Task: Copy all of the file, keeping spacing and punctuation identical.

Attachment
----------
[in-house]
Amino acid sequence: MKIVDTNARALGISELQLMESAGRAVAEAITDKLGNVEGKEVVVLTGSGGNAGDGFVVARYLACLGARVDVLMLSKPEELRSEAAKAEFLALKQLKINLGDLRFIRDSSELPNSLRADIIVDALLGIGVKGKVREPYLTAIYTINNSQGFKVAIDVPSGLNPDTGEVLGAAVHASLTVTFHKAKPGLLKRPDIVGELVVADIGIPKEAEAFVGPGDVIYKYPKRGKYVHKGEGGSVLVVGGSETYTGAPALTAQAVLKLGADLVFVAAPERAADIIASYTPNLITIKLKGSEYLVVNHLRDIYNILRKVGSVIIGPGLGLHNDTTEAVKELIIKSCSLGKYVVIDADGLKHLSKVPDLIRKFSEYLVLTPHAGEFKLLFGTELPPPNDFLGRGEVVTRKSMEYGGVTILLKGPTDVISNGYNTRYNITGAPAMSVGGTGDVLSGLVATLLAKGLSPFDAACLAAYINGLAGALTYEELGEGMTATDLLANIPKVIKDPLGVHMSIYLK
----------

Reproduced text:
[in-house]
Amino acid sequence: MKIVDTNARALGISELQLMESAGRAVAEAITDKLGNVEGKEVVVLTGSGGNAGDGFVVARYLACLGARVDVLMLSKPEELRSEAAKAEFLALKQLKINLGDLRFIRDSSELPNSLRADIIVDALLGIGVKGKVREPYLTAIYTINNSQGFKVAIDVPSGLNPDTGEVLGAAVHASLTVTFHKAKPGLLKRPDIVGELVVADIGIPKEAEAFVGPGDVIYKYPKRGKYVHKGEGGSVLVVGGSETYTGAPALTAQAVLKLGADLVFVAAPERAADIIASYTPNLITIKLKGSEYLVVNHLRDIYNILRKVGSVIIGPGLGLHNDTTEAVKELIIKSCSLGKYVVIDADGLKHLSKVPDLIRKFSEYLVLTPHAGEFKLLFGTELPPPNDFLGRGEVVTRKSMEYGGVTILLKGPTDVISNGYNTRYNITGAPAMSVGGTGDVLSGLVATLLAKGLSPFDAACLAAYINGLAGALTYEELGEGMTATDLLANIPKVIKDPLGVHMSIYLK